Being a Physics Teacher and Father: The Story of Jeffrey Wright

The following article and YouTube selection comes from a story written by Tara Pope published in the New York Times, December 24, 2012. It is an uncommon story of a gifted teacher whose life story becomes part of the physics lessons that he teaches. I saw this story on Joanne Jacob’s blog, “Linking and Thinking on Education” (http://www.joannejacobs.com/)

Jeffrey Wright is well known around his high school in Louisville, Ky., for his antics as a physics teacher, which include exploding pumpkins, hovercraft and a scary experiment that involves a bed of nails, a cinder block and a sledgehammer.

But it is a simple lecture — one without props or fireballs — that leaves the greatest impression on his students each year. The talk is about Mr. Wright’s son and the meaning of life, love and family.

It has become an annual event at Louisville Male Traditional High School (now coed, despite its name), and it has been captured in a short documentary, “Wright’s Law,” which recently won a gold medal in multimedia in the national College Photographer of the Year competition, run by the University of Missouri.

The filmmaker, Zack Conkle, 22, a photojournalism graduate of Western Kentucky University and a former student of Mr. Wright’s, said he made the film because he would get frustrated trying to describe Mr. Wright’s teaching style. “I wanted to show people this guy is crazy and really amazing,” Mr. Conkle said in an interview.

The beginning of the film shows Mr. Wright, now 45, at his wackiest. A veteran of 23 years teaching, he does odd experiments involving air pressure and fiery chemicals — and one in which he lies on a bed of nails with a cinder block on his chest. A student takes a sledgehammer and swings, shattering the block and teaching a physics lesson about force and energy.

But each year, Mr. Wright gives a lecture on his experiences as a parent of a child with special needs. His son, Adam, now 12, has a rare disorder called Joubert syndrome, in which the part of the brain related to balance and movement fails to develop properly. Visually impaired and unable to control his movements, Adam breathes rapidly and doesn’t speak.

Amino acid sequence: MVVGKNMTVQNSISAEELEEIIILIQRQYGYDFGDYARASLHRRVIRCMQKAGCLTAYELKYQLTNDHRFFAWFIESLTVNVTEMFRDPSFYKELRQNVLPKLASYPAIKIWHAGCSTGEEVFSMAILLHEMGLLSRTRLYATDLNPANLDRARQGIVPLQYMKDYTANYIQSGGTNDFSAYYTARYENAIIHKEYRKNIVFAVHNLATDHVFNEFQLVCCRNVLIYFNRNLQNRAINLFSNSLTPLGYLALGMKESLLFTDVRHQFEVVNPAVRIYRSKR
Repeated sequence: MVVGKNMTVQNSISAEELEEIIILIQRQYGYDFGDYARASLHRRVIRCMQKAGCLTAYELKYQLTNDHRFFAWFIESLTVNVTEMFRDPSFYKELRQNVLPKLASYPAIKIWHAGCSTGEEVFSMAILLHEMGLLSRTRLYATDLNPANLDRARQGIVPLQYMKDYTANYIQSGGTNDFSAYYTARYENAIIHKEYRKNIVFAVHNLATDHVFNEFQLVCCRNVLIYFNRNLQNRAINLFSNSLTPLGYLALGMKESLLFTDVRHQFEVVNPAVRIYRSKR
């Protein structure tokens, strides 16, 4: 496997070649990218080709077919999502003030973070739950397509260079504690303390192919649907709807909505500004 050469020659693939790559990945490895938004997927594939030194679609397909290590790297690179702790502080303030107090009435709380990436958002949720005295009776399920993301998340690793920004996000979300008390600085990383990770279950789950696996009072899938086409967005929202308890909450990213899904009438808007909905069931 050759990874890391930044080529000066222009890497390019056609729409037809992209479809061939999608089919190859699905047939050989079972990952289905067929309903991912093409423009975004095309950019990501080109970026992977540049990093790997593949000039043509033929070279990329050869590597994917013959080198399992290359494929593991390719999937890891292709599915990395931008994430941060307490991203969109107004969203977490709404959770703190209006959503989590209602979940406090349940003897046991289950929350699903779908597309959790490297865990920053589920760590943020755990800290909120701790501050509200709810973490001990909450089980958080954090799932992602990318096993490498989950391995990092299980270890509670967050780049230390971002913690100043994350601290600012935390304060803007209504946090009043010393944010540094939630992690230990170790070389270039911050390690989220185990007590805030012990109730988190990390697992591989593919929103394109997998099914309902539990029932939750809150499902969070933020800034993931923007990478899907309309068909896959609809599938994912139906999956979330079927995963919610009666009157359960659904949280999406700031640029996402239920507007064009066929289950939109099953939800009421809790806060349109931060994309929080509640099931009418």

Mr. Wright said he decided to share his son’s story when his physics lessons led students to start asking him “the big questions.”

“When you start talking about physics, you start to wonder, ‘What is the purpose of it all?’ ” he said in an interview. “Kids started coming to me and asking me those ultimate questions. I wanted them to look at their life in a little different way — as opposed to just through the laws of physics — and give themselves more purpose in life.”

Mr. Wright starts his lecture by talking about the hopes and dreams he had for Adam and his daughter, Abbie, now 15. He recalls the day Adam was born, and the sadness he felt when he learned of his condition.

“All those dreams about ever watching my son knock a home run over the fence went away,” he tells the class. “The whole thing about where the universe came from? I didn’t care. … I started asking myself, what was the point of it?”

All that changed one day when Mr. Wright saw Abbie, about 4 at the time, playing with dolls on the floor next to Adam. At that moment he realized that his son could see and play — that the little boy had an inner life. He and his wife, Nancy, began teaching Adam simple sign language. One day, his son signed “I love you.”

In the lecture, Mr. Wright signs it for the class: “Daddy, I love you.” “There is nothing more incredible than the day you see this,” he says, and continues: “There is something a lot greater than energy. There’s something a lot greater than entropy. What’s the greatest thing?”

“Love,” his students whisper.